THE BRITISH WEST INDIAN PRESS IN THE AGE OF ABOLITION
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This thesis studies the West Indian press from three perspectives. The fIrst examines newspapers as economic entities, and involves an analysis of capital, equipment, patterns of ownership, and workforce. This section concludes with an examination of the social and economic standing of colonial editors. The second approach concentrates on the political role of the press during a period of tension. The relationships between the press and the component parts of colonial society are discussed seperately. The complex relationship between whiteowned newspapers and the non-white sectors of the populace is considered. Much of this section is devoted to the free coloured press. The volatile relationship between newspapers of all political persuasions and the various branches of colonial Government is examined. The third facet of the thesis grows naturally from the previous two modes of analysis, and is more implicit than explicit. It acknowledges the dangers in crudely identifying editorial columns as public opinion, but suggests that events involving the press constitute a series of snapshots exposing details of colonial life largely absent from official correspondence. The conclusion of the thesis attempts to chart some aspects of the political culture of the colonies. It argues that participatory impulses, long present in white society, received a series of stimuli during the 1820's and 1830's which greatly increased colonial political activity. For the press this led to the development of politically-motivated free coloured newspapers and a defensive invigoration of planter newspapers. Thus, there was a broadening of colonial political culture, but in ways which reflected the different priorities of the white and free coloured groups. In slavebased societies these differences generated irreconcilable conflicts, many of whIch were both revealed and sharpened by the involvement of the press.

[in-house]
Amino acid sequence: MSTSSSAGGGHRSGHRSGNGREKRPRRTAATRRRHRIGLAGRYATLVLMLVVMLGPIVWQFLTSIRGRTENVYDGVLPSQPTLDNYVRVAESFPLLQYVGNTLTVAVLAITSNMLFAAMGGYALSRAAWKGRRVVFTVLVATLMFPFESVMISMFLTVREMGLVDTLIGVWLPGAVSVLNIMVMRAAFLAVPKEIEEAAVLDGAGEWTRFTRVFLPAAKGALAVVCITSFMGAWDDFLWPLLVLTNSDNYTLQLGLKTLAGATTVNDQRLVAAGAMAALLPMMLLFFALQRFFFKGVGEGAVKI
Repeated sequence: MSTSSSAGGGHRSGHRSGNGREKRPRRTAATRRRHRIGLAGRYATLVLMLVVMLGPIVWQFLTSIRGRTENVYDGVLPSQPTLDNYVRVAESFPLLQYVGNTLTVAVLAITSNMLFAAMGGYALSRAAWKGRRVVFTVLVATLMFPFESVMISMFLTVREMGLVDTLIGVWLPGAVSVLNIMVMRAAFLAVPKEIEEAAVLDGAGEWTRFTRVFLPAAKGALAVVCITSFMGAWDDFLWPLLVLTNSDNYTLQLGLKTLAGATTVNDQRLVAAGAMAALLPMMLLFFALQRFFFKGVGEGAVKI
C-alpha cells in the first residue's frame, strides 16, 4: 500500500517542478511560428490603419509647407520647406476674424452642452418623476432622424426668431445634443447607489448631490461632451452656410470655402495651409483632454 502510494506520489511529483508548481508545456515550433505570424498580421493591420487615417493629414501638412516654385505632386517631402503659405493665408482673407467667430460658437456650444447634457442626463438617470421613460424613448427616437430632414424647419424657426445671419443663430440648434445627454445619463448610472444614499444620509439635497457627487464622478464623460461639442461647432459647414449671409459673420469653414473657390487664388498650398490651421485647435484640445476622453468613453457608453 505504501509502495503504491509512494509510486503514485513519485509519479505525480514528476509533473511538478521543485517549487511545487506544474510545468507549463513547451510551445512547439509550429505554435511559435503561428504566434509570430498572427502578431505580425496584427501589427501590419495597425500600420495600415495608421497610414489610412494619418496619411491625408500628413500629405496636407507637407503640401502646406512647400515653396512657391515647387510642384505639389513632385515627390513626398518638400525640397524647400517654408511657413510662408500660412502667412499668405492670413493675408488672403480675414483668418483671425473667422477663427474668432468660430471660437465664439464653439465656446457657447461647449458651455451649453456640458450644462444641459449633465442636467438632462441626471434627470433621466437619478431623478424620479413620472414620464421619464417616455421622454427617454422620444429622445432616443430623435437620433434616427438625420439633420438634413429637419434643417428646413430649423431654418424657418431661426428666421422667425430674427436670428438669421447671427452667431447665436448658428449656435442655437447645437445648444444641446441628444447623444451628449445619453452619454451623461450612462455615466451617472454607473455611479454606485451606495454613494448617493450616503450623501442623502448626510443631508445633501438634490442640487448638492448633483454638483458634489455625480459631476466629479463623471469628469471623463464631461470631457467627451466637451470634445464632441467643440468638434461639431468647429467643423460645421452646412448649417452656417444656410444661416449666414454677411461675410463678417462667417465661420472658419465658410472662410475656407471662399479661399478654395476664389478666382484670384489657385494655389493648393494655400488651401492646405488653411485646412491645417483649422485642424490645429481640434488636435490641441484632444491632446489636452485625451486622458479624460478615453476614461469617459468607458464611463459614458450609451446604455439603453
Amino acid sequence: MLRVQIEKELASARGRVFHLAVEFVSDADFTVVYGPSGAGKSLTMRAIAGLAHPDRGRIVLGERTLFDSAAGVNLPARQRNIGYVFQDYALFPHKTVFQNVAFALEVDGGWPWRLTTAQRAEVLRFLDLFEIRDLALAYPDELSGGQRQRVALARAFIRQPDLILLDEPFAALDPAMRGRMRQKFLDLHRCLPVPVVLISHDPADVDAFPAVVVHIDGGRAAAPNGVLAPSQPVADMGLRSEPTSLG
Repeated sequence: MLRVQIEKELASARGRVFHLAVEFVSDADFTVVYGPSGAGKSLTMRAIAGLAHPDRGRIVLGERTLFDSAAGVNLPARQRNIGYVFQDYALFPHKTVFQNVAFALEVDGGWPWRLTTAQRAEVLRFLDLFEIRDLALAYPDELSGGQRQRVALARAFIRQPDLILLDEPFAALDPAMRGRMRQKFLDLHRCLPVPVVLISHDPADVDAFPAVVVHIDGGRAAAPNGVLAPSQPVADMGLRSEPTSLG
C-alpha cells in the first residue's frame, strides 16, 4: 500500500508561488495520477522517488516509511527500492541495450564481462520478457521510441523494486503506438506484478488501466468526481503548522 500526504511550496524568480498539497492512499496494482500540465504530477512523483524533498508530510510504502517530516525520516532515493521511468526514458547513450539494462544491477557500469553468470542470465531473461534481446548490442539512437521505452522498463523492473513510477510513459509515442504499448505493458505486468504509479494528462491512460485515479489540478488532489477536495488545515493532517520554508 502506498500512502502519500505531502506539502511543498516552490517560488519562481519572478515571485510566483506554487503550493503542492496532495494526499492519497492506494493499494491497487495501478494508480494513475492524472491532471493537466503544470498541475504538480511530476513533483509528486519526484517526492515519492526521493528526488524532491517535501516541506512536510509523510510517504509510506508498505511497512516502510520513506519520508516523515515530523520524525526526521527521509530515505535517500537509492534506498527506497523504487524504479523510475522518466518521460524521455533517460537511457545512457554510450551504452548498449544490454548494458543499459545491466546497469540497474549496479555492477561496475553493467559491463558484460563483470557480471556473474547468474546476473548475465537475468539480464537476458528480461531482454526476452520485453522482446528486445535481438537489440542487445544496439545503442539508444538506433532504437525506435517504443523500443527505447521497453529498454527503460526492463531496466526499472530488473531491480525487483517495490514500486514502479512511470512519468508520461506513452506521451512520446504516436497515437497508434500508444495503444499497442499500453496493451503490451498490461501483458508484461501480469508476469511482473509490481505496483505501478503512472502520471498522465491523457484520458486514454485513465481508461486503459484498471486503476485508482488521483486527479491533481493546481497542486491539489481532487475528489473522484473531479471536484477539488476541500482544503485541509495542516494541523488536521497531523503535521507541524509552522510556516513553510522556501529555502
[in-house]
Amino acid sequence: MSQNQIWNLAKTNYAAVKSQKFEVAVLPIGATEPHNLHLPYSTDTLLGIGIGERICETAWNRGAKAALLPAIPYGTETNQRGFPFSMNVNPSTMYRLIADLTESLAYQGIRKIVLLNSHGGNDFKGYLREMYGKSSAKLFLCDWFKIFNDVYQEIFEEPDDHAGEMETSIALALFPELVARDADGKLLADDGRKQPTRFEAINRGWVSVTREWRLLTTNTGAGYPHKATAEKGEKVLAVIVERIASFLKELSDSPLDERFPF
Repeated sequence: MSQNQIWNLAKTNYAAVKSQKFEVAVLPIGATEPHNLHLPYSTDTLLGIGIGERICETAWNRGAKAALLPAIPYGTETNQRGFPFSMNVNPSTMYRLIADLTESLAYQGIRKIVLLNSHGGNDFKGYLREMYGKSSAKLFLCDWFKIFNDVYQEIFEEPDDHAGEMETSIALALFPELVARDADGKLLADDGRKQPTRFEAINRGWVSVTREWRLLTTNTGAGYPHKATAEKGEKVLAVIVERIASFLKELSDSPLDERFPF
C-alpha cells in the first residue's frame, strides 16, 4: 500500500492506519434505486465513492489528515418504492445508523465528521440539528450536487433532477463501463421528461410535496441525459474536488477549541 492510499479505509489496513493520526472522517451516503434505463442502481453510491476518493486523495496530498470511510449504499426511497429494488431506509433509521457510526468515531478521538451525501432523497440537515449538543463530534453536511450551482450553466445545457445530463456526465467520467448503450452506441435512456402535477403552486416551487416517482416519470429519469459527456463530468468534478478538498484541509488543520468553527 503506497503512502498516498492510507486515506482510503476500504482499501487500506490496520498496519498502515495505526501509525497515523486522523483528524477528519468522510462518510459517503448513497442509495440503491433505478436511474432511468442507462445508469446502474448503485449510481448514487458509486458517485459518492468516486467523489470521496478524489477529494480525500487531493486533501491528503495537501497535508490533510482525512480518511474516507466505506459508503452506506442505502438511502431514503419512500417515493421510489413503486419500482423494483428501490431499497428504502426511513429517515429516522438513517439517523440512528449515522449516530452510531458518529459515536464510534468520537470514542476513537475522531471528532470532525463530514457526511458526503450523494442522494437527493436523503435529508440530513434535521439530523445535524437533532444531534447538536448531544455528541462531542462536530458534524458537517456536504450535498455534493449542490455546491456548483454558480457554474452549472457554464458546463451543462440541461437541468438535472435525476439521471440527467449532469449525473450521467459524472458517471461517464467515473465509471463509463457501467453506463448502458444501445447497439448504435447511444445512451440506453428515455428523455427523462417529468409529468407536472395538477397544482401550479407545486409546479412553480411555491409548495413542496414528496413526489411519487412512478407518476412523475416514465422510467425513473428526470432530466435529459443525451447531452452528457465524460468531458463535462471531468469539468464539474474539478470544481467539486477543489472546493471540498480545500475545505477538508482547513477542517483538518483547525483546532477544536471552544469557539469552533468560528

AuthorsLewis, Andrew Peter
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